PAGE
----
1. Opera Toilet – In Vienna, Austria, city of music and pastry I was traveling through underpass when my girlfriend at the time and I came upon the strangest toilet I have ever seen. It was a theme bathroom! The opera toilet, which cost a mere Euro entry fee, was a musically themed bathroom complete with saloon style stall doors, giant Rolling Stone’s Mouth urinals and Mozart playing in the air. I could not resist stopping and experiencing this gem of European weirdness.
2. Horse-Drawn washing machines – In Plovdiv, Bulgaria’s principle tourist city, I once saw old and new world technology seamlessly collide. As I leaned out on the terrace of the flat where I was staying with a nice Bulgarian lady, Dora, I saw a few peasants passing by our building in a horse-drawn cart. They followed a dusty trail that led past my building in a westerly direction. Although they were far away from me, I could see plainly what they were carrying-washing machines. I have seen many ghetto ways of getting a job done in Eastern Europe, like a family tying practically everything they own to the roof a four cylinder Trabant but I have never seen people hauling broken washing machines by horse.
3. Communist Party Rally – A few weeks ago I was getting off of the ferry from the European side of Istanbul to the Asian shores of Kadiköy, where I live. As I passed along the docks I notice squadrons of police in riot gear and I heard a clamor in the distance. I was both excited and apprehensive. The Turkish elections were approaching and there was political tension in the air. I positioned myself on a traffic island so that I could see what was going to happen. Soon a massive throng of people carrying banners and posters filed past where I was standing. They carried slogans in Turkish that I couldn’t read and waved their fists wildly in the air while mouthing rhythmic political slogans. They came on and on in waves. Each wave sported different colored banners and pictures of different figures. Some men I recognized were Che Guevara and Chairman Mao. Finally a large banner was carried by me with an unmistakable Turkish Communist Party emblem. The next day I was discussing this experience with one of my private students. I told him about how many people were in the rally and how many police were there and I asked him if the Communist Party was a serious political force in Turkey, to which he politely laughed.
4. Driving – Driving in Europe is a little bit like driving the bus from the movie “Speed” but having to do it on the Belt Parkway. My girlfriend at the time and I were staying in her friend Sarah’s flat in downtown Budapest. Sarah loaned us the use of her miniscule Suzuki Swift (top speed 60 mph) to drive around Budapest. It wasn’t bad driving around the old city, although some streets are narrow and driving stick after a few years lay off can be a little tricky. The really fun part of this story, however, came from driving about 60 miles south to Dunauyvaros, to visit her uncle. Hungary is a modern nation and thus has its highways like any country. The highways are completely straight, have two lanes and no shoulder. On this particular day it was raining heavily so as I set out, I was determined to keep my speed reasonable. Within a few miles of leaving the city I began seeing headlights come up in the rearview mirror. A car was approaching fast. Rather than slow down as it came up to my bumper, however, the car just crossed the dotted line into oncoming traffic doing abouth 90 mph (conservatively). I found the experience to be somewhat unnerving but given that they were passing me, all I needed to do was stay in my lane I would be fine. That is until we came upon some tractor trailers that, like all tractor trailers, were driving unacceptable slow. After some careful consideration I veered into oncoming traffic in the passing lane. I had only 20 seconds before an oncoming truck would flatten us. In the rain I maxed out the Swift’s pathetic engine and passed the big truck with little authority. Behind me an impatient Audi tailgated me with high beams, trying to pass everybody. With just seconds to make it I veered back into the right lane and the Audi passed doing roughly 100. Such is European driving.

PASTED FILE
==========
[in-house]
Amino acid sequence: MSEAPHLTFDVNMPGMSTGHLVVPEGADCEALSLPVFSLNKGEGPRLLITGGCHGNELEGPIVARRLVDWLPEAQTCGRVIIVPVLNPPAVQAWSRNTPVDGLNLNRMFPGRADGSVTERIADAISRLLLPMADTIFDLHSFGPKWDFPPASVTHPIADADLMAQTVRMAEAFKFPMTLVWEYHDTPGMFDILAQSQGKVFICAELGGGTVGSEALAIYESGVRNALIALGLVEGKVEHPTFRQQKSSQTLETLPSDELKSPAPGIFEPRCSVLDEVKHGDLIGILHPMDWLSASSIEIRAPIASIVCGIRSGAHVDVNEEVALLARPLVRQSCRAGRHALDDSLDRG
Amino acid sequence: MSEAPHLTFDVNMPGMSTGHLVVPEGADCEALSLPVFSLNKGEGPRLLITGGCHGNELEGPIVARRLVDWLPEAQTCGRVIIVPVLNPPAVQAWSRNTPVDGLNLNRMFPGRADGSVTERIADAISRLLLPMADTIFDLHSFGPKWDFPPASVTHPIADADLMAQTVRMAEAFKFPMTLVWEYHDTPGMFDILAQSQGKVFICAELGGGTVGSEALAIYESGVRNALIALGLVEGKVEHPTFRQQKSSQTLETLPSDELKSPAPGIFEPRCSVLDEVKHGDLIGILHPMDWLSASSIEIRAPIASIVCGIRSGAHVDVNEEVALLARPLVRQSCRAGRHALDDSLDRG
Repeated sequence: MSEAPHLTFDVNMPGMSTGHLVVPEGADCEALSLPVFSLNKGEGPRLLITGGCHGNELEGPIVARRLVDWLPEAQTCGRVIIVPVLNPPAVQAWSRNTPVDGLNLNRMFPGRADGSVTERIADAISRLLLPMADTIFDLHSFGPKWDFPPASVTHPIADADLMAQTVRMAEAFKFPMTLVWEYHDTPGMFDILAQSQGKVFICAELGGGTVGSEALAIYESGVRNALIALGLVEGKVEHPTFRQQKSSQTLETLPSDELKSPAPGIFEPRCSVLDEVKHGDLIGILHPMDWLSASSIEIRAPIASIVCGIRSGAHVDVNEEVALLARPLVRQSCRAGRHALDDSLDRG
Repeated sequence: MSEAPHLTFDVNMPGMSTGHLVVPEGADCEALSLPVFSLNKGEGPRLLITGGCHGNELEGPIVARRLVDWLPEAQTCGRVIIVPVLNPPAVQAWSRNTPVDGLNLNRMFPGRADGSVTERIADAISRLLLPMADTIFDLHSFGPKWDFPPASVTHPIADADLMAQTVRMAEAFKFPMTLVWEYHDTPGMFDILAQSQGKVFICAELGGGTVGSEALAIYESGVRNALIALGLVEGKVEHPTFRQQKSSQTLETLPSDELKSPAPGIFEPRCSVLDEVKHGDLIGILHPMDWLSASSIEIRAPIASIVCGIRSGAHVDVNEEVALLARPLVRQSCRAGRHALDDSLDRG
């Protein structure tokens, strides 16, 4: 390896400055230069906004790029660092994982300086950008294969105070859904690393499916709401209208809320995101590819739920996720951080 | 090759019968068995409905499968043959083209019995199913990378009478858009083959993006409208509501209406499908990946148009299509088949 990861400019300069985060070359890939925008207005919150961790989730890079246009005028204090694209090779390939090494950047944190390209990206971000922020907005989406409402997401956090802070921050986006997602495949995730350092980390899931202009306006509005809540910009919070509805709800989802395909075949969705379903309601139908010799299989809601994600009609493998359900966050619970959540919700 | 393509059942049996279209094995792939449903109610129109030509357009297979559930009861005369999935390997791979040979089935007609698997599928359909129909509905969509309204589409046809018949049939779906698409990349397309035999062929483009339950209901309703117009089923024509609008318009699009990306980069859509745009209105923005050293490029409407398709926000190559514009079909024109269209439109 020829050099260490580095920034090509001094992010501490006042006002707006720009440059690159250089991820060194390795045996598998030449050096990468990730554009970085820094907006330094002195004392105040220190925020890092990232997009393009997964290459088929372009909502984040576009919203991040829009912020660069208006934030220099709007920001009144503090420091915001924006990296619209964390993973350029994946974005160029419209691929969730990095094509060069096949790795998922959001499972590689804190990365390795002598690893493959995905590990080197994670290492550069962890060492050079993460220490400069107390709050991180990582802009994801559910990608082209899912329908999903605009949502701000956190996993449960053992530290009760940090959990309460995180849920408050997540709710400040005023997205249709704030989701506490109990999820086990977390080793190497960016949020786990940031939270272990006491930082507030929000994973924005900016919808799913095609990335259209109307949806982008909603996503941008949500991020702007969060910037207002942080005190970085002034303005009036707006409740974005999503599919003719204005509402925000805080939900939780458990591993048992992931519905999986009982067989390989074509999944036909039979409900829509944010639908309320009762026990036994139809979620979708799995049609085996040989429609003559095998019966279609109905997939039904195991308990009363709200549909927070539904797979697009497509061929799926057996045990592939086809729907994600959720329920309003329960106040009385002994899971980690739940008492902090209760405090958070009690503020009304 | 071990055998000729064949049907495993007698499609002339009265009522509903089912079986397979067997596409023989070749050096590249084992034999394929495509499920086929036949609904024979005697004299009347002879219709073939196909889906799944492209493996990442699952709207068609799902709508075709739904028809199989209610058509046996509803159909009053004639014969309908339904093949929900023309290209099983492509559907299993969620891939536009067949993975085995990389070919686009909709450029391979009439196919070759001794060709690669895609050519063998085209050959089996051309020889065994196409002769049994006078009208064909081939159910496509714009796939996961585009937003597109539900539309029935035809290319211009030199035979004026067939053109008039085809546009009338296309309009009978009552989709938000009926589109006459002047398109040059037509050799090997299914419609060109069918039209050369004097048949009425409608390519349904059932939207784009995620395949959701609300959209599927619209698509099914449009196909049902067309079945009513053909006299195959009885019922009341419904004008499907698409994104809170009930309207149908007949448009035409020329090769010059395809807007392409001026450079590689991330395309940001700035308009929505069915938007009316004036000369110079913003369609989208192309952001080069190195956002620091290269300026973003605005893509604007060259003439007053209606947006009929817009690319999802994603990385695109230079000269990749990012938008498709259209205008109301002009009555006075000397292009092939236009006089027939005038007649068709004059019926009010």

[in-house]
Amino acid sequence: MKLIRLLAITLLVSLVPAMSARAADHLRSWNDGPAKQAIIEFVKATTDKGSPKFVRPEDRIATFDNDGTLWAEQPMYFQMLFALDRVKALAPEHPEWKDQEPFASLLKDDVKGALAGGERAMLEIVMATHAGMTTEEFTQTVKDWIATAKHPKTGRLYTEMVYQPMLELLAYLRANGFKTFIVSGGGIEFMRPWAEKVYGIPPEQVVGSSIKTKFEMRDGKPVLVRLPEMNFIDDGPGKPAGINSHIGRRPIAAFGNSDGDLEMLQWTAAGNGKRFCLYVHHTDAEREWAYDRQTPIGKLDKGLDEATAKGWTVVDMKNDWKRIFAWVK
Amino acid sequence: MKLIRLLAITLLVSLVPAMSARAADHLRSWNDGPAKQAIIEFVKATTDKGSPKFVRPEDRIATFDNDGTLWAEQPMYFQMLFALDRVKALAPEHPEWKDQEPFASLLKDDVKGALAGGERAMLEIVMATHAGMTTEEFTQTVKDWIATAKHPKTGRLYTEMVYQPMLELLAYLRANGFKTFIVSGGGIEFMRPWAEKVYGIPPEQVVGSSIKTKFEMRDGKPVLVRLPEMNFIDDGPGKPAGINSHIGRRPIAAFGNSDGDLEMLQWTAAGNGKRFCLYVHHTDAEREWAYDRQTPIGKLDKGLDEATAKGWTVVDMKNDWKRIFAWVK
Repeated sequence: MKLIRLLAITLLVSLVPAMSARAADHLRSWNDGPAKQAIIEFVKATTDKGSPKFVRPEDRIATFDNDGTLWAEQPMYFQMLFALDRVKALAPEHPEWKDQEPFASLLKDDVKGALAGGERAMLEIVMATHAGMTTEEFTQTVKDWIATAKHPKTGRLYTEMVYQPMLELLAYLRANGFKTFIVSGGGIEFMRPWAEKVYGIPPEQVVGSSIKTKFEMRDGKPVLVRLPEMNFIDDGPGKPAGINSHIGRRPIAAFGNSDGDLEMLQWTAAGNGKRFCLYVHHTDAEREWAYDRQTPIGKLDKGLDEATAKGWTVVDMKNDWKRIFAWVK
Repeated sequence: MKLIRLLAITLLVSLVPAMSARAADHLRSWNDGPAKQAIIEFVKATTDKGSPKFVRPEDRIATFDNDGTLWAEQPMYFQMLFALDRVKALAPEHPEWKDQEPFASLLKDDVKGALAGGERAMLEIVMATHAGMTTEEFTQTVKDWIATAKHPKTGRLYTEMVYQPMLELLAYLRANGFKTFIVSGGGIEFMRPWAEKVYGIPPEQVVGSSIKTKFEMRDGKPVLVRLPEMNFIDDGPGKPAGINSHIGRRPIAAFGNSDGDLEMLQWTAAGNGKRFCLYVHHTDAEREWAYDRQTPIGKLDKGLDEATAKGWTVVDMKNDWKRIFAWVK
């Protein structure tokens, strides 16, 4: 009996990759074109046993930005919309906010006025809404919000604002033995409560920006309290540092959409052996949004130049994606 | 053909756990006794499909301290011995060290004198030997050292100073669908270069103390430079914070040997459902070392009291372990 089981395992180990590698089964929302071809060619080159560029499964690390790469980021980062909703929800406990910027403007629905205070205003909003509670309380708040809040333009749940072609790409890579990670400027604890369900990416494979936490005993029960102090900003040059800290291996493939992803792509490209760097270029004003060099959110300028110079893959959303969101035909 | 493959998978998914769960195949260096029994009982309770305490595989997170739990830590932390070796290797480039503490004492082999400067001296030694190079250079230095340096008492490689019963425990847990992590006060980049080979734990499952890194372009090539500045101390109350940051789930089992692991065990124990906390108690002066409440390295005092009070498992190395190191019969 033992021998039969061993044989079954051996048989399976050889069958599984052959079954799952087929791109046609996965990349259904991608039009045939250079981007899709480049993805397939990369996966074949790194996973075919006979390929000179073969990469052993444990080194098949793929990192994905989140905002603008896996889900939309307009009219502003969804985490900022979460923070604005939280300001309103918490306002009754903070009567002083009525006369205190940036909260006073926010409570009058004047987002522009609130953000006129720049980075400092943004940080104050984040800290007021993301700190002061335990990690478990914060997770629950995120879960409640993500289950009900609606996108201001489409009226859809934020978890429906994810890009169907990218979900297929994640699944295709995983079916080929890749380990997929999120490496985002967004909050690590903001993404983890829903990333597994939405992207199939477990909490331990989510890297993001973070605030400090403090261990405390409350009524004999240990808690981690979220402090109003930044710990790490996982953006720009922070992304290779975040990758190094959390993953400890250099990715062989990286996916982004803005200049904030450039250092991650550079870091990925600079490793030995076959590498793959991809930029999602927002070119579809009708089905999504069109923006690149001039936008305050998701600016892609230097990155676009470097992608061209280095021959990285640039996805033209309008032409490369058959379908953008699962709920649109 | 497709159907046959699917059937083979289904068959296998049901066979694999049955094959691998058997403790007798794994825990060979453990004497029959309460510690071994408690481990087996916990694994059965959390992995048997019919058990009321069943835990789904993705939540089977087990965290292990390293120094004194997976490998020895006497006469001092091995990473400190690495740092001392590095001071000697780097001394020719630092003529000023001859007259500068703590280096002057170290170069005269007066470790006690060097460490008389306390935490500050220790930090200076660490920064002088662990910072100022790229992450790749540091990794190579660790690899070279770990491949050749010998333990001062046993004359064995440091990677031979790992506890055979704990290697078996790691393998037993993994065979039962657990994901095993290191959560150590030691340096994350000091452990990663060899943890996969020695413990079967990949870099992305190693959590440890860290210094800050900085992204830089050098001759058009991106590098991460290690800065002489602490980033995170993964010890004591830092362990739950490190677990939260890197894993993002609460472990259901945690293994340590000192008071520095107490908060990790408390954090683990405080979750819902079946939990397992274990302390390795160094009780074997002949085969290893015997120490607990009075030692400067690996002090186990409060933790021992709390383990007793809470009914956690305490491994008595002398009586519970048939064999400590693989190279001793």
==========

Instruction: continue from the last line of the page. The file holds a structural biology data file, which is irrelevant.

5.Beaches and Hookers in Barcelona – Barcelona is unique in so many ways. Unlike Madrid which is a somewhat clean, modern and urban city, Barcelona is a throwback to the days of Greek and Roman expansion as well as medieval centuries when Barcelona survived on trade through the Mediterranean. Barcelona was the place in which I first saw the Mediterranean. I arrived at my hostel and immediately went to the beach. The long sandy beaches in Barcelona are really spectacular. I found a spot, dumped my crap and dove head-first into the water. The warmth of the Mediterranean rivals that of the Caribbean or Gulf of Mexico. As I got out of the water and toweled off, I settled down on my blanket. As I lay in the sun, an attractive middle-aged woman lay her blanket and possession out on the sand about fifty feet directly in front of me. This very attractive woman then proceeded to take her top off and lay sunbathing topless in the sun. Now I knew about the beaches of Spain, but you’re never quite prepared for when gorgeous, tanned European women just whip off their clothes for the world gaze upon. Another unique feature of Barcelona’s beaches are the never-ending patrols of immigrants selling beer, water and soda. In formations of two to four men, they comb the beach asking every sunbather they see whether or not they want a drink. It sounds convenient at first but trying hearing “Cerveza?” in your face every five minutes and getting sand kicked on your legs when you’re tying to sunbathe. Barcelona also marks the first city in which I was sexually assaulted. On Las Ramblas, the main drag in downtown Barcelona, the hookers abound. Most simply hiss at you, Spanish hooker lingo for an invitation for sexual congress on a cash basis. Some will come up and offer you their services politely. They can be persistent and seem to be offended when you don’t want to go off for a good time. Mind you there is no temptation to go off with these women, they are overdressed and over made up in a futile attempt to disguise the bags under their eyes and bad skin from being drug addicts. Well one night I was coming from an ATM and was thus on the side of the street and not the safer traffic island in the middle when I found my path suddenly blocked by a coterie of prostitutes. I reached for my wallet and cash to keep from getting robbed when one of the ladies of the night stepped forward and proceeded to put her hand down my pants. I was speechless as I tried to make my escape and while she kept saying “Vamos.” I finally managed to quite literally extricate myself from her clutches and scurry up the street like a school marm who had just been goosed. I confessed the experience to my fellow travelers back and the dorm and the guys all assured me that it is a quite normal experience in Barcelona. Ah, the nights in Spain!